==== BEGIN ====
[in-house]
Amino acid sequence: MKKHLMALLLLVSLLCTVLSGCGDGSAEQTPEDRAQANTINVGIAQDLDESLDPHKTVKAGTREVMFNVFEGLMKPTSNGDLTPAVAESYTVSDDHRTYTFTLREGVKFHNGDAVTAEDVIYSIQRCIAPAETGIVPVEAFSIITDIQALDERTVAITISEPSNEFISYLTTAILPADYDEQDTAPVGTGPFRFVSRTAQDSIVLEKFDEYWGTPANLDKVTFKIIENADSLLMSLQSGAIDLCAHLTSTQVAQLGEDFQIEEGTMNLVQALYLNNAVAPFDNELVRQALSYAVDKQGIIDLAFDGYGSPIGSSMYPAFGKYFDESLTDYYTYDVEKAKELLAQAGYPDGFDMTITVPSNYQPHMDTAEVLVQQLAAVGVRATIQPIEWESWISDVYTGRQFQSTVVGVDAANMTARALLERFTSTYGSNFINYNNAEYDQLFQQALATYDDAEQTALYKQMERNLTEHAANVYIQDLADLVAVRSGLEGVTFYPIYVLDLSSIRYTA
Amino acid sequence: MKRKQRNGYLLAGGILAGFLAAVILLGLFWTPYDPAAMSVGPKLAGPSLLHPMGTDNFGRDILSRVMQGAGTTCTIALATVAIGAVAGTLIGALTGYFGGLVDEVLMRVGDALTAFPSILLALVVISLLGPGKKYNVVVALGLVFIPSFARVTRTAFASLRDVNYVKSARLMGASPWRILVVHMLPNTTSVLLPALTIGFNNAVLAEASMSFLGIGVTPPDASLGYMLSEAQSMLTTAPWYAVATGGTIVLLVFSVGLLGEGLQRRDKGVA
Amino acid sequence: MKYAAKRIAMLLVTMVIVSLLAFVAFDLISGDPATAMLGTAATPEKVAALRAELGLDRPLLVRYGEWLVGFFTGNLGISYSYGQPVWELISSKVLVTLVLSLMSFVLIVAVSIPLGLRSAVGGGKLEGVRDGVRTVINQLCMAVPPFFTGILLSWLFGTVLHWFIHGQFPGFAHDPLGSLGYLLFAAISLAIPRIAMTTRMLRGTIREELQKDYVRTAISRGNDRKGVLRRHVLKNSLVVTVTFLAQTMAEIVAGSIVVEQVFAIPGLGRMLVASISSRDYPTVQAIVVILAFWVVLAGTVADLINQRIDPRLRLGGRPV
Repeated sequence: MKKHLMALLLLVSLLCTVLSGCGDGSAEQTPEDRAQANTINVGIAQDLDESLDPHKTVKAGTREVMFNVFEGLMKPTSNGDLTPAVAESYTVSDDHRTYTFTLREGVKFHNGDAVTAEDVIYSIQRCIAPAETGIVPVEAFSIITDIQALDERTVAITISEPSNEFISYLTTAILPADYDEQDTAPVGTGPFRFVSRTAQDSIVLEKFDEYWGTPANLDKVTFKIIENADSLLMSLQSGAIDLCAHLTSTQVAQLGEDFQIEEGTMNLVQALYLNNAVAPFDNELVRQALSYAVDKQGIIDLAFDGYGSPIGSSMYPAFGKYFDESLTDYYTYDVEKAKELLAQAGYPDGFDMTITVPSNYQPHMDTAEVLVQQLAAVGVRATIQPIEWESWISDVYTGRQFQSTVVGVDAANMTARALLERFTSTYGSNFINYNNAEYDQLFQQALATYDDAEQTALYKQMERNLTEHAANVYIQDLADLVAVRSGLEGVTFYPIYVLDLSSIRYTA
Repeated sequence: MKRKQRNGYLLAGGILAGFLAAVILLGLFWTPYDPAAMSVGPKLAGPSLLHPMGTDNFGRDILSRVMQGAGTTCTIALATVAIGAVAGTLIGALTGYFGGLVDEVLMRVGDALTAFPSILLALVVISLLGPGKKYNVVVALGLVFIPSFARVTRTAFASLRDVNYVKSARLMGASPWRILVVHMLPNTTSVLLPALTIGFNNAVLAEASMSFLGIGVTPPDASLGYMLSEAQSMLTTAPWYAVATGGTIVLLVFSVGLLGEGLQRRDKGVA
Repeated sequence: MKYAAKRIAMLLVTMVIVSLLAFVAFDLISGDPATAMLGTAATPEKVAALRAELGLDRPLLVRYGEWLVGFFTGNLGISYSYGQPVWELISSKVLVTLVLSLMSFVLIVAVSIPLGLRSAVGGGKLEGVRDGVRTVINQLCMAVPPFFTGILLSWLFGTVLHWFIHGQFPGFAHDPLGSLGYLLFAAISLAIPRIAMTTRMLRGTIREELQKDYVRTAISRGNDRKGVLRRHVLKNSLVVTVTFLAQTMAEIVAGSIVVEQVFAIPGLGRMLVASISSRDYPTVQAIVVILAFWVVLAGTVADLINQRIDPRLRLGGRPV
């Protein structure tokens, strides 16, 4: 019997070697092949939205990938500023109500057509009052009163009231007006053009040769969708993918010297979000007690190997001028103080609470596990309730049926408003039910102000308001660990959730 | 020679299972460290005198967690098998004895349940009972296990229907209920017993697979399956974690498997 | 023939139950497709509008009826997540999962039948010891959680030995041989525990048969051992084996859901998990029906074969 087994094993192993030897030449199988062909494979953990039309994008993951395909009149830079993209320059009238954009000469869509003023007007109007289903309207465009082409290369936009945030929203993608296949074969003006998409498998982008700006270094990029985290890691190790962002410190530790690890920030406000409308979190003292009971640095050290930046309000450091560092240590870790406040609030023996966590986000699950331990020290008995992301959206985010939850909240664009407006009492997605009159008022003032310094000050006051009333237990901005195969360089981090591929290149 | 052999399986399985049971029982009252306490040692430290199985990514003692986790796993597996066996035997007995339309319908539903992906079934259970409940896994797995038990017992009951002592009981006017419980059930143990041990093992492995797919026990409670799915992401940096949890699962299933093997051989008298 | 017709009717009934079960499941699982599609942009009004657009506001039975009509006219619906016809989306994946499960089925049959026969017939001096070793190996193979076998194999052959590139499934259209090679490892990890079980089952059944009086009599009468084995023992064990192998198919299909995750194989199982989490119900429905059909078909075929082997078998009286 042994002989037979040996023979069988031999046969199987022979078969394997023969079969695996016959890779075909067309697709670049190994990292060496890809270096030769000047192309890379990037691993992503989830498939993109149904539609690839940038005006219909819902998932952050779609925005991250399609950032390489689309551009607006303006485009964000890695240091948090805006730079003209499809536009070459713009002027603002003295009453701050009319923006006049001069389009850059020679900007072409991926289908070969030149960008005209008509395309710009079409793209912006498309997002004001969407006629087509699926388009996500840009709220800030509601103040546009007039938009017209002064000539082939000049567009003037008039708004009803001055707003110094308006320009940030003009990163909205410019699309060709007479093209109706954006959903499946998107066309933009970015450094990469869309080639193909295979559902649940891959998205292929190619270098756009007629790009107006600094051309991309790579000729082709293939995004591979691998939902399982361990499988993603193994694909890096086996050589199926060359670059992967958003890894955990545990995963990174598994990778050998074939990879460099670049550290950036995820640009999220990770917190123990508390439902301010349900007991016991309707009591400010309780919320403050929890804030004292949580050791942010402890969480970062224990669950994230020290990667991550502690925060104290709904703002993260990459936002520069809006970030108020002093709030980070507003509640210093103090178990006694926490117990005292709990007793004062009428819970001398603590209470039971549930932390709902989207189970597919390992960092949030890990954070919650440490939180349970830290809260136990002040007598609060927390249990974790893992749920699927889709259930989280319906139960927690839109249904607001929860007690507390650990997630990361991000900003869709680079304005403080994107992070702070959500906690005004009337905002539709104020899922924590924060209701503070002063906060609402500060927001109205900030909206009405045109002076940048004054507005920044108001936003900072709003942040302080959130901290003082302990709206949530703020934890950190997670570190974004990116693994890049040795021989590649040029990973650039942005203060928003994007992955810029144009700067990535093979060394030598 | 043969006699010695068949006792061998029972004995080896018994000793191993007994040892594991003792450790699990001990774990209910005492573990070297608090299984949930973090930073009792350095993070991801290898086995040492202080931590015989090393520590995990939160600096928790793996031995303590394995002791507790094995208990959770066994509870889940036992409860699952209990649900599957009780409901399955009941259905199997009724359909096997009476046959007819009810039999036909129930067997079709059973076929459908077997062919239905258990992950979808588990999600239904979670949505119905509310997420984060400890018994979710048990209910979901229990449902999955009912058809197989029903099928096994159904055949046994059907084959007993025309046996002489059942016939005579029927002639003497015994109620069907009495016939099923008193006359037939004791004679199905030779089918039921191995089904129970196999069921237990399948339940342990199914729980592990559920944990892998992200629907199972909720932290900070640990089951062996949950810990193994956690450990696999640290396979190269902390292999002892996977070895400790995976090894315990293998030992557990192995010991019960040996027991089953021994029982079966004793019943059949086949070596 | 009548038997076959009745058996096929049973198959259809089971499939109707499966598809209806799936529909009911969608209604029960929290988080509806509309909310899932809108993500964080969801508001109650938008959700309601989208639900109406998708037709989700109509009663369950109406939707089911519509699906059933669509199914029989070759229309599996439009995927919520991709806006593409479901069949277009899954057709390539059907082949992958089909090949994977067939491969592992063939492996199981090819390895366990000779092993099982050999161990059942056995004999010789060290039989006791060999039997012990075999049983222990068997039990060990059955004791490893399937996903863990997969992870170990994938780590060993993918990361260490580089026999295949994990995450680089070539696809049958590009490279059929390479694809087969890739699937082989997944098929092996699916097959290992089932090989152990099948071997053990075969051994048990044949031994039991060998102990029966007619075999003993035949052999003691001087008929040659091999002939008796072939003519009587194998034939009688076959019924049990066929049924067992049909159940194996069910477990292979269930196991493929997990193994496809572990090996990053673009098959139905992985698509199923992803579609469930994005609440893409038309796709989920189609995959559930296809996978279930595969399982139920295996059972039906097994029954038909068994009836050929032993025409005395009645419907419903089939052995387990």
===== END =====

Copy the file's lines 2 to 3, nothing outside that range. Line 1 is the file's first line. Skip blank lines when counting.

Amino acid sequence: MKKHLMALLLLVSLLCTVLSGCGDGSAEQTPEDRAQANTINVGIAQDLDESLDPHKTVKAGTREVMFNVFEGLMKPTSNGDLTPAVAESYTVSDDHRTYTFTLREGVKFHNGDAVTAEDVIYSIQRCIAPAETGIVPVEAFSIITDIQALDERTVAITISEPSNEFISYLTTAILPADYDEQDTAPVGTGPFRFVSRTAQDSIVLEKFDEYWGTPANLDKVTFKIIENADSLLMSLQSGAIDLCAHLTSTQVAQLGEDFQIEEGTMNLVQALYLNNAVAPFDNELVRQALSYAVDKQGIIDLAFDGYGSPIGSSMYPAFGKYFDESLTDYYTYDVEKAKELLAQAGYPDGFDMTITVPSNYQPHMDTAEVLVQQLAAVGVRATIQPIEWESWISDVYTGRQFQSTVVGVDAANMTARALLERFTSTYGSNFINYNNAEYDQLFQQALATYDDAEQTALYKQMERNLTEHAANVYIQDLADLVAVRSGLEGVTFYPIYVLDLSSIRYTA
Amino acid sequence: MKRKQRNGYLLAGGILAGFLAAVILLGLFWTPYDPAAMSVGPKLAGPSLLHPMGTDNFGRDILSRVMQGAGTTCTIALATVAIGAVAGTLIGALTGYFGGLVDEVLMRVGDALTAFPSILLALVVISLLGPGKKYNVVVALGLVFIPSFARVTRTAFASLRDVNYVKSARLMGASPWRILVVHMLPNTTSVLLPALTIGFNNAVLAEASMSFLGIGVTPPDASLGYMLSEAQSMLTTAPWYAVATGGTIVLLVFSVGLLGEGLQRRDKGVA